“When we would get a double-digit lead, she wouldn’t even score,” Rigby said. “She’d make sure others on the team got the ball. But when it was winning time, she was gonna do something. She was either gonna make a basket, she was gonna get a rebound, she was gonna get a steal, she was gonna defend. It was always like she was in slow motion and everybody was going too fast.”

After losing to Ursuline in the 1992 North Coast Section playoffs, Marin Catholic coach Rick DeMartini told the Press Democrat, “If you can stop Durand, you can hurt Ursuline.”

It was true. But the real strength of that Bears team was that stopping Durand didn’t guarantee you victory.

“What I thought was really cool about that team was that every individual stepped up when needed,” said Mazeau, 41, who now teaches PE at Ralston Middle School in Belmont and helps run a nonprofit softball organization called the Cal Nuggets. “Different people stepped up in different games.”

The Bears would need every bit of that balance during their grueling playoff run.

The first big test came in the latter stages of the NCS playoffs, when Ursuline had to play three games in three nights. The last of those, the section championship game against San Rafael, went to double overtime and the Bears finally wore down. Durand was fouled with four seconds left and her team trailing 54-52; she made the first free throw but missed the second, and Ursuline had to settle for second place.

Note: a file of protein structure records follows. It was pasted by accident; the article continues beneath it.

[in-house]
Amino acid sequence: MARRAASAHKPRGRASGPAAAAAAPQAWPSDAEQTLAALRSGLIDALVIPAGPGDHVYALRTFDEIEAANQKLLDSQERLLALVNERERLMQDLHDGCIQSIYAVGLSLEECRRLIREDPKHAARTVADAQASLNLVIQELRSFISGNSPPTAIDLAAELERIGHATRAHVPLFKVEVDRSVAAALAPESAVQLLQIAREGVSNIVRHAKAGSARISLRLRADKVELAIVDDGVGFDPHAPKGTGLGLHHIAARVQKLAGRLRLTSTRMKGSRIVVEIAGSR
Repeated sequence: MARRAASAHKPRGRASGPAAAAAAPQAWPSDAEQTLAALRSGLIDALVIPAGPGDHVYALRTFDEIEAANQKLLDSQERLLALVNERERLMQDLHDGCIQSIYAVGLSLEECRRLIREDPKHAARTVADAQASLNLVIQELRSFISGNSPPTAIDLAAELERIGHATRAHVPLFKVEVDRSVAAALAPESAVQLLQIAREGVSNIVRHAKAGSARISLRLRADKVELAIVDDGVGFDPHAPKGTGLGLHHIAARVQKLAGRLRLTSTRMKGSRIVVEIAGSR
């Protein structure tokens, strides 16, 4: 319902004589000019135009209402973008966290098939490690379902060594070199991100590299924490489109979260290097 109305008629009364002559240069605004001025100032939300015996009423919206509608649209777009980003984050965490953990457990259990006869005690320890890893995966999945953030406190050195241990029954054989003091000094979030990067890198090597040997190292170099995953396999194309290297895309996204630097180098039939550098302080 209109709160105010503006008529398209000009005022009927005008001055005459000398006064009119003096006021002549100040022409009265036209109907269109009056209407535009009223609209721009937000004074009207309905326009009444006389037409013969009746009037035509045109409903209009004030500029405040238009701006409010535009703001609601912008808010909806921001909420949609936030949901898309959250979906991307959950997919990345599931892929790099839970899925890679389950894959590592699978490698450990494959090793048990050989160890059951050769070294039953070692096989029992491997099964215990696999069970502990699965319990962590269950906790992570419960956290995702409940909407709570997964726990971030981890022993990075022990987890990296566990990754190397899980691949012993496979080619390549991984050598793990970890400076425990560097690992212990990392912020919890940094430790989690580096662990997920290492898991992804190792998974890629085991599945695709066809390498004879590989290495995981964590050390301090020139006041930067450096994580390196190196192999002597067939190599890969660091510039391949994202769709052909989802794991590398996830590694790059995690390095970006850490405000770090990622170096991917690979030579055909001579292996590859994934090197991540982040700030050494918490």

“They got home seed, and we got to travel all over Northern California,” said Durand, 41, who lives in Santa Rosa and works as an attorney for Dickenson, Peatman & Fogarty.

The first round of the NorCal playoffs sent the Bears to faraway Gridley, and they cruised to a 65-48 victory as Durand and Crouse combined for 47 points. That set up the game against Colfax in the sold-out Placer gym, which had raised stands and was so hot and stuffy that several players, including Durand, became lightheaded and had to exit the building for fresh air. Mazeau tallied a career-high 18 points in that game and Durand scored with seven seconds left to nail down a 64-62 win.

In the NorCal final, Ursuline got another crack at San Rafael, this time at UC Davis. Durand had 23 points and 12 rebounds, Crouse took over in the second half and the Bears prevailed 44-39.